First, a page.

Cert: 15 Year: 2015 Length: 121 mins
Score: 73.77% Attendance: 85
We finish our season with a bang - big budget, big stars, big action. Canadian born Denis Villeneuve, who brought us the brilliant Oscar nominated Incendies in 2010, has moved over to challenge for the Michael Mann crown with his latest - "a blisteringly intense drug-trade thriller that combines expert action and suspense with another uneasy inquiry into the emotional consequences of violence" - Scott Foundas, Variety
Essentially Sicario follows an unlikely trio over the border between the USA and Mexico into the war on drugs. Emily Blunt plays Kate Macy, an FBI agent out of her depth in a team cobbled together to take on the top drug suppliers. She is partnered with Matt Graver (Josh Brolin), a sandal-wearing mystery man who claims to work for the Defense Department, and Alejandro (Benicio Del Toro), the 'Sicario' of the title...the 'hitman'. What follows is the usual interagency mess-up following mixed agendas... and morals.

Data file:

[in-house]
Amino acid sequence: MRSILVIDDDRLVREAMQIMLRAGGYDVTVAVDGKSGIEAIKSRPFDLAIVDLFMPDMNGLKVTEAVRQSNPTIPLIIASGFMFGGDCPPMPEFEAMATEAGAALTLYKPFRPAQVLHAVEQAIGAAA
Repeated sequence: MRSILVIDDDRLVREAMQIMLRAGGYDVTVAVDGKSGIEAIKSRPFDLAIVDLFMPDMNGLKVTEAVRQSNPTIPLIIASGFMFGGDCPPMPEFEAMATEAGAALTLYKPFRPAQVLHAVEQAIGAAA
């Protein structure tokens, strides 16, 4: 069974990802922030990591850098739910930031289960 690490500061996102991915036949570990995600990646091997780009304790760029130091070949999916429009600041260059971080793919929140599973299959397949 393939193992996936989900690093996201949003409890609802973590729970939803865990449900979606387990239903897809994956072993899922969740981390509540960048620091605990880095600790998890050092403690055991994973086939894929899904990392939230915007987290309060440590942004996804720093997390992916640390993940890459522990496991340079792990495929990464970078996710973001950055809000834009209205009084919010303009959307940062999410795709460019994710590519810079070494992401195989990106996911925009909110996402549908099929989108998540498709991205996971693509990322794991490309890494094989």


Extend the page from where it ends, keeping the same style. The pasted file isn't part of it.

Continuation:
The actors all get high praise from the critics with Blunt especially finding a new role for herself - "Blunt's performance has an edge of steel. She brings off a mix of confidence, bewilderment and vulnerability, which functions very well against the alpha male characters higher up the chain of command" - Peter Bradshaw, Guardian.
Behind it all is the director's mastery: Foundas again -"Villeneuve stages one extraordinary suspense set piece after another, starting with an epic traffic jam at the border that ensnares the Americans just as they are heading back home... Using no special tricks - just the sharp, colour-saturated compositions of cinematographer Roger Deakins; the airtight cutting of editor Joe Walker; and the subtly menacing score of composer Johan Johannsson - Villeneuve creates a sequence as nail-biting as any Fast and the Furious car chase, except that here all the cars are standing perfectly still". Sounds good to us...and good enough to get him a nomination for Palme D'Or at Cannes.
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Keswick Film Club won the Best New Film Society at the British Federation Of Film Societies awards in 2000.
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